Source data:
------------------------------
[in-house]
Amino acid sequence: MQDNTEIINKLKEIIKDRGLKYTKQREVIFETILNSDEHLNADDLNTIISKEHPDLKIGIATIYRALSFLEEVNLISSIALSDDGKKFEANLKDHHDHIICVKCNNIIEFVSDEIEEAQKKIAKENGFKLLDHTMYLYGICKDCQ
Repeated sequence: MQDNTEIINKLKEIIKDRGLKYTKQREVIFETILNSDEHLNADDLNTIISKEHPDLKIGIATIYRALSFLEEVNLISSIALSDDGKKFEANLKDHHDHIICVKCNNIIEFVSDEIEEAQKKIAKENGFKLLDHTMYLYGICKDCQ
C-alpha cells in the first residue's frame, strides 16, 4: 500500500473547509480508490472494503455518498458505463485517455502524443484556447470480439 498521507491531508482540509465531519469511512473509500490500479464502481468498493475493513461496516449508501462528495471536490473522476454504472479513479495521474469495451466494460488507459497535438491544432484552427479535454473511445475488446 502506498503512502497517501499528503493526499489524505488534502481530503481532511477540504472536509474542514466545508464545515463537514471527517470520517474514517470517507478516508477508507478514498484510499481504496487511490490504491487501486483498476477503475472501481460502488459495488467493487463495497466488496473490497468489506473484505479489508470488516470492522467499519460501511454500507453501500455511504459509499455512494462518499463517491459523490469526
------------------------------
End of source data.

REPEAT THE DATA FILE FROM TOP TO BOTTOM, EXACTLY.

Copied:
[in-house]
Amino acid sequence: MQDNTEIINKLKEIIKDRGLKYTKQREVIFETILNSDEHLNADDLNTIISKEHPDLKIGIATIYRALSFLEEVNLISSIALSDDGKKFEANLKDHHDHIICVKCNNIIEFVSDEIEEAQKKIAKENGFKLLDHTMYLYGICKDCQ
Repeated sequence: MQDNTEIINKLKEIIKDRGLKYTKQREVIFETILNSDEHLNADDLNTIISKEHPDLKIGIATIYRALSFLEEVNLISSIALSDDGKKFEANLKDHHDHIICVKCNNIIEFVSDEIEEAQKKIAKENGFKLLDHTMYLYGICKDCQ
C-alpha cells in the first residue's frame, strides 16, 4: 500500500473547509480508490472494503455518498458505463485517455502524443484556447470480439 498521507491531508482540509465531519469511512473509500490500479464502481468498493475493513461496516449508501462528495471536490473522476454504472479513479495521474469495451466494460488507459497535438491544432484552427479535454473511445475488446 502506498503512502497517501499528503493526499489524505488534502481530503481532511477540504472536509474542514466545508464545515463537514471527517470520517474514517470517507478516508477508507478514498484510499481504496487511490490504491487501486483498476477503475472501481460502488459495488467493487463495497466488496473490497468489506473484505479489508470488516470492522467499519460501511454500507453501500455511504459509499455512494462518499463517491459523490469526